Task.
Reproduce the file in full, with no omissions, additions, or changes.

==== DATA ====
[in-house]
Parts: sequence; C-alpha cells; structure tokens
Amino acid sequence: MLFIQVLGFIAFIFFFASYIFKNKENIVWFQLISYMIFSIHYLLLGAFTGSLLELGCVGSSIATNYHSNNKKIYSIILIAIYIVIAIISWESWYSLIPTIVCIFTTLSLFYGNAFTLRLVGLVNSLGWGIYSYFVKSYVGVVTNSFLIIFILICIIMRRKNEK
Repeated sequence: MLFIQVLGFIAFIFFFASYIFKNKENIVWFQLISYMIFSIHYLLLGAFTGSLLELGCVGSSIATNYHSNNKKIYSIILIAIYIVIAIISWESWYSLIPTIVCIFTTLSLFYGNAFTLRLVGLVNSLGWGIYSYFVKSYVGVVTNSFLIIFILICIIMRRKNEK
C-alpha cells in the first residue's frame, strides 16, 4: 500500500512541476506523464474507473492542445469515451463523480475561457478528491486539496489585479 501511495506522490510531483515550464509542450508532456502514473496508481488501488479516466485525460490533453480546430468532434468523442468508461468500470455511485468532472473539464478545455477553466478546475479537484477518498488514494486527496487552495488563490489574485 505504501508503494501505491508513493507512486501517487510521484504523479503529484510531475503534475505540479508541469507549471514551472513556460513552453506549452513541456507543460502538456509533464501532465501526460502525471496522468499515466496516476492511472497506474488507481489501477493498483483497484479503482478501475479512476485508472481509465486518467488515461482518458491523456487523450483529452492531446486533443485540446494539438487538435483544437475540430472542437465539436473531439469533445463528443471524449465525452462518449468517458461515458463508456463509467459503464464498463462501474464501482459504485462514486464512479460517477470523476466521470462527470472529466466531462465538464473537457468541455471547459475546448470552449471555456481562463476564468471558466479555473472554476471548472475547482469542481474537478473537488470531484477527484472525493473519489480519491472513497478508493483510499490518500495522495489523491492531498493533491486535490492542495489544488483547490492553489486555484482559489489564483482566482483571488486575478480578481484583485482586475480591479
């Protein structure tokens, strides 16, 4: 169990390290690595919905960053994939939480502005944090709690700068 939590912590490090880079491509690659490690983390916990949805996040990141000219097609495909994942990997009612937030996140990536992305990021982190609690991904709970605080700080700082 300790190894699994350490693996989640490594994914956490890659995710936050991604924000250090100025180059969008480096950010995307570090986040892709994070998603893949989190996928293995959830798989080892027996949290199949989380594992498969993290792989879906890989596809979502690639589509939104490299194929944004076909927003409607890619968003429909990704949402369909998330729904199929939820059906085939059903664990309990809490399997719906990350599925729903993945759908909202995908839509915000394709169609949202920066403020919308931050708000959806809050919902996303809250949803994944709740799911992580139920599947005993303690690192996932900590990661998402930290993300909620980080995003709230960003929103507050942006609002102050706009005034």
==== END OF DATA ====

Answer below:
[in-house]
Parts: sequence; C-alpha cells; structure tokens
Amino acid sequence: MLFIQVLGFIAFIFFFASYIFKNKENIVWFQLISYMIFSIHYLLLGAFTGSLLELGCVGSSIATNYHSNNKKIYSIILIAIYIVIAIISWESWYSLIPTIVCIFTTLSLFYGNAFTLRLVGLVNSLGWGIYSYFVKSYVGVVTNSFLIIFILICIIMRRKNEK
Repeated sequence: MLFIQVLGFIAFIFFFASYIFKNKENIVWFQLISYMIFSIHYLLLGAFTGSLLELGCVGSSIATNYHSNNKKIYSIILIAIYIVIAIISWESWYSLIPTIVCIFTTLSLFYGNAFTLRLVGLVNSLGWGIYSYFVKSYVGVVTNSFLIIFILICIIMRRKNEK
C-alpha cells in the first residue's frame, strides 16, 4: 500500500512541476506523464474507473492542445469515451463523480475561457478528491486539496489585479 501511495506522490510531483515550464509542450508532456502514473496508481488501488479516466485525460490533453480546430468532434468523442468508461468500470455511485468532472473539464478545455477553466478546475479537484477518498488514494486527496487552495488563490489574485 505504501508503494501505491508513493507512486501517487510521484504523479503529484510531475503534475505540479508541469507549471514551472513556460513552453506549452513541456507543460502538456509533464501532465501526460502525471496522468499515466496516476492511472497506474488507481489501477493498483483497484479503482478501475479512476485508472481509465486518467488515461482518458491523456487523450483529452492531446486533443485540446494539438487538435483544437475540430472542437465539436473531439469533445463528443471524449465525452462518449468517458461515458463508456463509467459503464464498463462501474464501482459504485462514486464512479460517477470523476466521470462527470472529466466531462465538464473537457468541455471547459475546448470552449471555456481562463476564468471558466479555473472554476471548472475547482469542481474537478473537488470531484477527484472525493473519489480519491472513497478508493483510499490518500495522495489523491492531498493533491486535490492542495489544488483547490492553489486555484482559489489564483482566482483571488486575478480578481484583485482586475480591479
């Protein structure tokens, strides 16, 4: 169990390290690595919905960053994939939480502005944090709690700068 939590912590490090880079491509690659490690983390916990949805996040990141000219097609495909994942990997009612937030996140990536992305990021982190609690991904709970605080700080700082 300790190894699994350490693996989640490594994914956490890659995710936050991604924000250090100025180059969008480096950010995307570090986040892709994070998603893949989190996928293995959830798989080892027996949290199949989380594992498969993290792989879906890989596809979502690639589509939104490299194929944004076909927003409607890619968003429909990704949402369909998330729904199929939820059906085939059903664990309990809490399997719906990350599925729903993945759908909202995908839509915000394709169609949202920066403020919308931050708000959806809050919902996303809250949803994944709740799911992580139920599947005993303690690192996932900590990661998402930290993300909620980080995003709230960003929103507050942006609002102050706009005034």